I don’t know if Tim Tebow ever saw a DeMolay kneel or if he just picked it up in his time growing up as a devout Evangelical Christian. But I know that these two kneels are alike, and it is hard not to draw a comparison.
Wow, this post has really taken off, but I have been noticing a few common themes in comments, so I felt that I should address them.
- I do not really believe that Tim Tebow “stole” his kneel from anyone. I recognize that Tebow has kneeled on both knees in the past and that kneeling is something that has been around since the time of Jesus and even before. The title was mainly to bring in more readers, and it appears to have worked.
- I am so glad that so many Senior and Active DeMolays have seen this post. It was originally intended for my own purposes. I love social media and the potential it offers, and I felt that keep a blog was necessary for my future career. This post was just some of my thoughts, and for a few days became an internet phenom.
- To anyone who is curious, I have my credentials listed in the resume section of this site. Listed is a brief experience of my work with Michigan DeMolay, however, that does not even come close to explaining the extent to which I have worked. If you have any doubts as to my knowledge on the subject of DeMolay, feel free to shoot me an email, I would be more than happy to answer any questions.
- This post has the potential to bring about a lot of good will upon the order of DeMolay. But posting things such as this cannot be the only form of promotion.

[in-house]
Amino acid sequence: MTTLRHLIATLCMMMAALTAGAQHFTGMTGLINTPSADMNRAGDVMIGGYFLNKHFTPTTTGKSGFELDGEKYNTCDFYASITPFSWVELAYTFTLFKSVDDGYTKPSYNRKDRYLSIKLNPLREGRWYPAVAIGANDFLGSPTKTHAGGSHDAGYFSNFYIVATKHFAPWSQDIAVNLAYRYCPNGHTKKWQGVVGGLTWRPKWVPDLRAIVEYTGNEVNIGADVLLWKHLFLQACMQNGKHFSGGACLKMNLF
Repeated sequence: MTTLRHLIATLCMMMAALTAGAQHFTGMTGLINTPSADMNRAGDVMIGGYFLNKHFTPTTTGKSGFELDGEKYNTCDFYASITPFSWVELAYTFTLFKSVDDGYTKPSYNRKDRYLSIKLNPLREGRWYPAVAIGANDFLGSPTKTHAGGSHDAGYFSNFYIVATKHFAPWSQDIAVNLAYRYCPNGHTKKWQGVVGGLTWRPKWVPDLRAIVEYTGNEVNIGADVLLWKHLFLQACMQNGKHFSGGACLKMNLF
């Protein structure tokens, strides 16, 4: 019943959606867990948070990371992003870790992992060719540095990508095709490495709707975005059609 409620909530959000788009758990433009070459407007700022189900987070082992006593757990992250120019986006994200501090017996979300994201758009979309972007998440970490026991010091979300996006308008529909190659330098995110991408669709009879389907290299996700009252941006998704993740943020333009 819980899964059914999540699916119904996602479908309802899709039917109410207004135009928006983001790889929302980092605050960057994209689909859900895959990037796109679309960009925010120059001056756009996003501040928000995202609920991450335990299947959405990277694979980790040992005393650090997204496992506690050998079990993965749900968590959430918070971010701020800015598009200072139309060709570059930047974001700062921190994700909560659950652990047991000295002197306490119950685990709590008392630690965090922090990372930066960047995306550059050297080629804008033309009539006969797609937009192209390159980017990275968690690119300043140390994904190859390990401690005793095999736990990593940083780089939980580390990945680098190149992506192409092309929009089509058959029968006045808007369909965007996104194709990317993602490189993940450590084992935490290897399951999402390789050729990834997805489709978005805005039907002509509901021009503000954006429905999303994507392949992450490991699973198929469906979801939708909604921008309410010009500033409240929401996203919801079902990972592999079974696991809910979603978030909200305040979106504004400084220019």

This past semester, I enrolled in two clases revolving around social media, one with regards to business, the other with regards to journalism. For each of these classes I had to maintain a blog.
After some thought, I decided that maintaining a blog was the easiest way to keep myself in tune with the world and to spread my thoughts in more than a 140 character setting. I chose wordpress over tumblr because, to me, it seemed more “clean” and less like your everyday social network. It seemed more like a website.
But now that I sit down to publish a post, I find it a little more difficult to write posts. But why? My other wordpress blog, which was my social media and Journalism blog, was all my assignments for that class, so that was all I wrote about on that one. And my Business class blog, which we used Tumblr for, was pretty open. We could write about whatever we wanted, as long as we also wrote about the prompts that the professor gave us.
So why do I have trouble writing these now? Well, The internet is a battle. A battle of relevance, of content. (In fact, I just read a Social Media Today article about The Great Content Challenge). It appears that I am among the few, but I don’t want to be one of the people cramming the internet full of junk, but rather of useful information.
My intention with this blog will be to pass or convey relevant information. No junk. No spam. Just stuff that I think people would like to know.
The Fall 2011 semester is finally over. I had two clases revolving around social media, and there is one thing that they both taught me for sure….. I really like having my own blog.
So this will be my new blog site. I will maintain both my old Social Media & Journalism Blog on WordPress as well as my Social Media & Business blog on Tumblr. While neither will be posted on actively anymore, they have some key insights into how I got started on blogging as well as how far I have come in my uses of such an amazing technology.
These blog posts will be many things. They will contain my ramblings about the world, they will have cool new things that I discover, they will be about the things in life that I enjoy most, but most importantly, they will all be about what I me and my opinions.
I hope that this blog provides as much for you as it does for me.
~David A. Bodine